But I do get the fact that there are connections and implications.  I do not necessarily understand what is causing this, but I do understand the results of it - and none of them work out well for us in the end.

More practically for myself, market turmoil means less products from my company are being sold.  If less products are being sold, that means that that eventually our revenue stream falls.  At best it means that we will have a minimal bonus or maybe no bonus at all; at worst it means that a number of  us will be looking for jobs in an environment where a lot of people will be.

All of sudden everything takes on a new cast.  At work, I begin to carefully watch the activities of those around me, looking for signs that decisions are being made or signs are being given off about cut backs (having been laid off once, I am especially sensitive to anything that looks like management is tightening its belt - and usually that includes lay offs); at home, I begin to question expenditures - including my own - in the context of "Do we really need it?, of looking more closely within to fill the time instead of to without.

It is not that I have a sense of immediate financial doom; I have long ago given up on that.  What I am left with is that rather omnipresent sense of dread that follows one around everywhere, the sense that we are constantly living on a precipice.

And that one day we - or at least I - will go over.

Monday, June 27, 2016

A Little Gomez Adams Monday

You know, we do not do humor a lot here at The FortyFive.  A friend of mine sent this to me and I greatly enjoyed it.  So instead of everything that is undoubtedly going on during a Monday, both the  usual items as well as the continued activities from the Brexit, enjoy this instead.  RIP, Raul Julia


Friday, June 24, 2016

Depth of Soul

There are veins that run within our souls,
veins that if we follow them lead to either
the very depths of thought
or the doors of despair.

It takes strength to go deep:
to look inside a soul and see the failures,
the weaknesses, to be reminded
of every single thing that has ever gone
wrong.

To ponder such things; to think on them.
To wrap our hands into them and weave them,
warp and woof,
into a useful tapestry of our lives.
This is the challenge of depth.

Any fool can look into the mirror of the soul,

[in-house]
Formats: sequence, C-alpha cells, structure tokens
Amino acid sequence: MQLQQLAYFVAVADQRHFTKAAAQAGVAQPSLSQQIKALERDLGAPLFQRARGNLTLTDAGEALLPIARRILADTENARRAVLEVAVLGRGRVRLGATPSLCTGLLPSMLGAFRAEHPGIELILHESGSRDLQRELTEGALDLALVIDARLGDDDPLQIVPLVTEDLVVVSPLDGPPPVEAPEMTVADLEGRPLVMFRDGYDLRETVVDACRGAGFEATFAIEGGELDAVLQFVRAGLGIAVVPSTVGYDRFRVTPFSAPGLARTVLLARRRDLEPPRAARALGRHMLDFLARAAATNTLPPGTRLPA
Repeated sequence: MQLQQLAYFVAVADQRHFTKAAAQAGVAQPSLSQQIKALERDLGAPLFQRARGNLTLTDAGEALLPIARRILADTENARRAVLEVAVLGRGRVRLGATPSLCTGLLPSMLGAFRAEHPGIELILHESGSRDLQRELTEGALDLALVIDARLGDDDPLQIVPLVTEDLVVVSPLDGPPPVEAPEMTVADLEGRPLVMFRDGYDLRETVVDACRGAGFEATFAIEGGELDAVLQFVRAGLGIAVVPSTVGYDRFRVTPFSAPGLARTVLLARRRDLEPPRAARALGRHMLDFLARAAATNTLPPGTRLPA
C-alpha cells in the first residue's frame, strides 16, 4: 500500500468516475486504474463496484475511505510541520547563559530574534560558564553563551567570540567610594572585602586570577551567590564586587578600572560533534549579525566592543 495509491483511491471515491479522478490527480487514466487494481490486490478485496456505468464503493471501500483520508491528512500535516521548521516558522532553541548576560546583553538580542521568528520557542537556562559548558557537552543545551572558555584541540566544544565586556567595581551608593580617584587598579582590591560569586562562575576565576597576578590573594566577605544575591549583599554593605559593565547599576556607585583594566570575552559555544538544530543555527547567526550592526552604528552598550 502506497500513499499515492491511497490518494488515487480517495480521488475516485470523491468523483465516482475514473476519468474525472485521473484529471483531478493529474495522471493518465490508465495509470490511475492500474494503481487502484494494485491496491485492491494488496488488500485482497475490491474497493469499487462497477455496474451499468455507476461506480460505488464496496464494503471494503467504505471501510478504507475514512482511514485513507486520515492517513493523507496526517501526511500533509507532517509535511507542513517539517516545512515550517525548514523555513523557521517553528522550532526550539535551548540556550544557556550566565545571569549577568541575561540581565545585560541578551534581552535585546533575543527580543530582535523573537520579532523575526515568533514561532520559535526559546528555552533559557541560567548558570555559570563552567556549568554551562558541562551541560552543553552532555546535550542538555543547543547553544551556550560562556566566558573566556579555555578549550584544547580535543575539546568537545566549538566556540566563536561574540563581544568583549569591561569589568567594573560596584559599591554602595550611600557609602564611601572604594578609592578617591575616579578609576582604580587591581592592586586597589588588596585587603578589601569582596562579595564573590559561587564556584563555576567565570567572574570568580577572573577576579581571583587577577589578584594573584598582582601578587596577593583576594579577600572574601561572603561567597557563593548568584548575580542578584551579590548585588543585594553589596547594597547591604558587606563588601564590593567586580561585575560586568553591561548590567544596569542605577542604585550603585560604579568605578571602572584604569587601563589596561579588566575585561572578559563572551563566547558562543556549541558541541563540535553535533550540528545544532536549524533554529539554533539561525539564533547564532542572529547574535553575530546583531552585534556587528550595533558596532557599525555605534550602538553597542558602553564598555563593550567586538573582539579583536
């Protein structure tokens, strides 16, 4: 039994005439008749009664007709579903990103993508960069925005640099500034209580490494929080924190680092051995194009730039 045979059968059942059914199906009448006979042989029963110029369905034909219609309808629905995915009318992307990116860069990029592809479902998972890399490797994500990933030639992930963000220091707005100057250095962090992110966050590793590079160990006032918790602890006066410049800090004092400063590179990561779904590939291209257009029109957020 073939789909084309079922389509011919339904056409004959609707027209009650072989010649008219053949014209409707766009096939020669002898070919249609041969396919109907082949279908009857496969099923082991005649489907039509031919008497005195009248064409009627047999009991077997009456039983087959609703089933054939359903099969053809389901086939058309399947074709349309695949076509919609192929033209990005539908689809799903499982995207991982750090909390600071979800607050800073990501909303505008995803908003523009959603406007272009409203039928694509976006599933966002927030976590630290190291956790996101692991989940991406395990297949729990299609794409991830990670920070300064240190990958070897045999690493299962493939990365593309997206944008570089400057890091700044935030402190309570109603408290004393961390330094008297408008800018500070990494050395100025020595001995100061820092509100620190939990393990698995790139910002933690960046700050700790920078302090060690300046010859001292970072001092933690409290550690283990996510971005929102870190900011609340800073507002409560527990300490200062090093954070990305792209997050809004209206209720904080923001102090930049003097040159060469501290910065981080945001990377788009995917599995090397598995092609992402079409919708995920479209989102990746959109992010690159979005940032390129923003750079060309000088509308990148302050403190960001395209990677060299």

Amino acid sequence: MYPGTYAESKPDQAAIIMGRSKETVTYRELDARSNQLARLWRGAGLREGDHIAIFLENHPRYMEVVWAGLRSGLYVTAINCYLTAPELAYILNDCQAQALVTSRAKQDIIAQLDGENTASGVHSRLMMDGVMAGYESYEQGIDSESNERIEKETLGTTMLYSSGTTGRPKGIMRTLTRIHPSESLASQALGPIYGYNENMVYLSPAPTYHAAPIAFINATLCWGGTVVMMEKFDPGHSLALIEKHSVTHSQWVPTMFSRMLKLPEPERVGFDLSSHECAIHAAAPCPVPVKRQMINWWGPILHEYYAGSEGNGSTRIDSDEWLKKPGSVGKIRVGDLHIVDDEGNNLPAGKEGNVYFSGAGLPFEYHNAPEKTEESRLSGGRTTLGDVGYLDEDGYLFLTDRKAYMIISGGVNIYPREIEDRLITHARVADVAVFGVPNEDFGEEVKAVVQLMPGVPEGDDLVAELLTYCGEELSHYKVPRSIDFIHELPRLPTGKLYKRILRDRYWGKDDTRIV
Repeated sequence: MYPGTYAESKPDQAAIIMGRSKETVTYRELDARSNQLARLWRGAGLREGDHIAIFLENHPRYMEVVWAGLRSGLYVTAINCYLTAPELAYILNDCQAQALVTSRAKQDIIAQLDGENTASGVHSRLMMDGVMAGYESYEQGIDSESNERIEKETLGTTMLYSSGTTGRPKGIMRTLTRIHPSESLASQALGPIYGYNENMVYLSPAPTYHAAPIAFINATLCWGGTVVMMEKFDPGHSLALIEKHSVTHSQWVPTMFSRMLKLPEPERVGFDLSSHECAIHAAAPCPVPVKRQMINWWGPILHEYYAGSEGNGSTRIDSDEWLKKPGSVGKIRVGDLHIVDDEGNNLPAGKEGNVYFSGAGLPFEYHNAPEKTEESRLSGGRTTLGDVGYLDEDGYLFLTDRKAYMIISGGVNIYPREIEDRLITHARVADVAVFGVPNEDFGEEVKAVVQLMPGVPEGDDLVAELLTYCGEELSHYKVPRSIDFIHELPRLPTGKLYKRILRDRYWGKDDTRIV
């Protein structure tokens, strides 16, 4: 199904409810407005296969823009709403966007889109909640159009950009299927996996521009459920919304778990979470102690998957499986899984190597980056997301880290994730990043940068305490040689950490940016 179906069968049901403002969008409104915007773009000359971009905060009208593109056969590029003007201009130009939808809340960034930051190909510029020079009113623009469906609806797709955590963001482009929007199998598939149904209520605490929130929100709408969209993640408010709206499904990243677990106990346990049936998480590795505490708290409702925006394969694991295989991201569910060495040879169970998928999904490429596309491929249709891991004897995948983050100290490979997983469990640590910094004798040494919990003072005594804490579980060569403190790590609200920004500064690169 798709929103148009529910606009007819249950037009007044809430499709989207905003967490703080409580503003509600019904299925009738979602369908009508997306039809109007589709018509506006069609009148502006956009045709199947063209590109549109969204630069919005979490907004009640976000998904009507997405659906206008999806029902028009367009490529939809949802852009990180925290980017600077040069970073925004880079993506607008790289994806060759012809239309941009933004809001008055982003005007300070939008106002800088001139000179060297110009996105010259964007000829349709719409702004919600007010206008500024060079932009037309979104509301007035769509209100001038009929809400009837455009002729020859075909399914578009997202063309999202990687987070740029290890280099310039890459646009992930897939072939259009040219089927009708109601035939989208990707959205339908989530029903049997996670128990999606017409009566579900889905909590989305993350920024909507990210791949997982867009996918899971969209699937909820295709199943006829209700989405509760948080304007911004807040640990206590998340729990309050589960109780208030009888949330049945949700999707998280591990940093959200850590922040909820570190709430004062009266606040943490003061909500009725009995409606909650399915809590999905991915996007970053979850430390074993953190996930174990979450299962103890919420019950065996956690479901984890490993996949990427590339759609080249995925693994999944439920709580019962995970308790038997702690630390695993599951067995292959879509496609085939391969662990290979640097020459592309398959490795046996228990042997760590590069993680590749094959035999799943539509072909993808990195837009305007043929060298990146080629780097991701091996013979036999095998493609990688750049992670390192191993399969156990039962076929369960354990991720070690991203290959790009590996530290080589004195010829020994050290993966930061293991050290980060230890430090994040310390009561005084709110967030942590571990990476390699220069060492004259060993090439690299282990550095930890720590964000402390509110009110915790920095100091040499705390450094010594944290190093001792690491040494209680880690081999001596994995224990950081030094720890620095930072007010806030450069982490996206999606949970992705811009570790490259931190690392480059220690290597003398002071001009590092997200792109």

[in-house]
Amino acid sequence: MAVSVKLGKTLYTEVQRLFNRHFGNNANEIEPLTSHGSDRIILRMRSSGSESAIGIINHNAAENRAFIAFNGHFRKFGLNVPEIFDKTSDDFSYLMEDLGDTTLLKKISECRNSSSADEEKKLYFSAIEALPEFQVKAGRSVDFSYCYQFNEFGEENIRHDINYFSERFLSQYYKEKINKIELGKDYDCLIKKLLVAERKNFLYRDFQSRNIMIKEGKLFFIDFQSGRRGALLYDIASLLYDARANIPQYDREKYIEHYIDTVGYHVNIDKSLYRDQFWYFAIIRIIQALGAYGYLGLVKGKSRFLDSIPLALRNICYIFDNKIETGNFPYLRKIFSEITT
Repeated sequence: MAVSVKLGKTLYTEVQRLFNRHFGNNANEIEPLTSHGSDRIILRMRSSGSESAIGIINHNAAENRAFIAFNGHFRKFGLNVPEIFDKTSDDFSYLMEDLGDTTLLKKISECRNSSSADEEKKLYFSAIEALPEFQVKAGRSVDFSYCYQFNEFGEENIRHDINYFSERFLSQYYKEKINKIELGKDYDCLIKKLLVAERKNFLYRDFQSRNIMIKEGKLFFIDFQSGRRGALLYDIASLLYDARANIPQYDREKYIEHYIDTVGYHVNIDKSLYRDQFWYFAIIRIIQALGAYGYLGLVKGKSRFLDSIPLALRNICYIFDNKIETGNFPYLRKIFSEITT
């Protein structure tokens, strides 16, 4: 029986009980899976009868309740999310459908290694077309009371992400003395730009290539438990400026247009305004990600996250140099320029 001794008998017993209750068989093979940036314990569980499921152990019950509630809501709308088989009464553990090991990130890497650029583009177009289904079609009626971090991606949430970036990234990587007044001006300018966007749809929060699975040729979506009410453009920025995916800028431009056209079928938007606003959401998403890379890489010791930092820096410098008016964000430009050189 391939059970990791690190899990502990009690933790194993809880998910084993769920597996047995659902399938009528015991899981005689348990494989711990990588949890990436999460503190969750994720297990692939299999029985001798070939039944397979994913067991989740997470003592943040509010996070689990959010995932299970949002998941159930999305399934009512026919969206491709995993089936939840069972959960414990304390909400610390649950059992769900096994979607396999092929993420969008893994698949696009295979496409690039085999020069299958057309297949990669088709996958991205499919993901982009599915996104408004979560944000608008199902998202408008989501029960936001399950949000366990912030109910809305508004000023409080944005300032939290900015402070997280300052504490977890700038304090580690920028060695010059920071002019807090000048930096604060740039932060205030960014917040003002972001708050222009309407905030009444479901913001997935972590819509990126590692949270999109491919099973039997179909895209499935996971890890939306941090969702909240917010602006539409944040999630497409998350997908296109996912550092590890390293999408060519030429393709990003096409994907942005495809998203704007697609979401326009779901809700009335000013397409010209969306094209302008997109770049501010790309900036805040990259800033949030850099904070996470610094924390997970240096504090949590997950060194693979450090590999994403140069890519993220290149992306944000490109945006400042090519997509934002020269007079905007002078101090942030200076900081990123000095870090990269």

sigh, and walk away.
But only a person of depth can look into such a mirror,
sigh - and then continue to stare until the blurry
becomes clear.

Thursday, June 23, 2016

On Depth

One thing that reflecting this week has brought to my attention is that I lack depth.

I lack of depth of knowledge - about my career, about my family, about my varying hobbies, even about God.

Oh, I have a great deal of knowledge, some of it rather detailed.  I study a lot of things.  I have a lot of experience.  But what I find is that I missing the depth that it would feel like such study and experience should bring.

Depth is frightening to me, of course.  Depth indicates that one is going to take a period of time - years, in most cases - to really come to understand a subject.  In some cases, it means sacrificing new information in exchange for concentrating on the things that are currently in one's life.

Perhaps make my Rule of Five started this process. For the first time in perhaps a long while - maybe ever - I have a road map of the sorts of things that I want to spend the rest of my life working on.  It is right there: the subject, and by extension the knowledge about the subject.

Take my career, for example.  I have done it over 18 years now.  But do I really know what I should know about it?  Or do I too often skate around the fringes, trying not to burden myself too much with knowing about something that I perceive as not being that relevant to my life?  (Except, of course, it pays for everything).

Depth is costly.  Depth means that investment - perhaps of money, most certainly of time - needs to made.  It is road of choices, of moving beyond the off ramps because the thing has not been pursued to its limit.

Rhetorical question:  What would it look like if I took the items on my Rule of Five and subjected them to a depth test, a listing of what I really needed to know to exhaust the issue, to become an expert?  Not for the sake of being recognized as such of course, but to truly come to a knowledge of these things?

I know the answer, of course.  Investment of time.  Investment of energy.  A willingness and a commitment to persevere until the knowledge is obtained, the expertise achieved.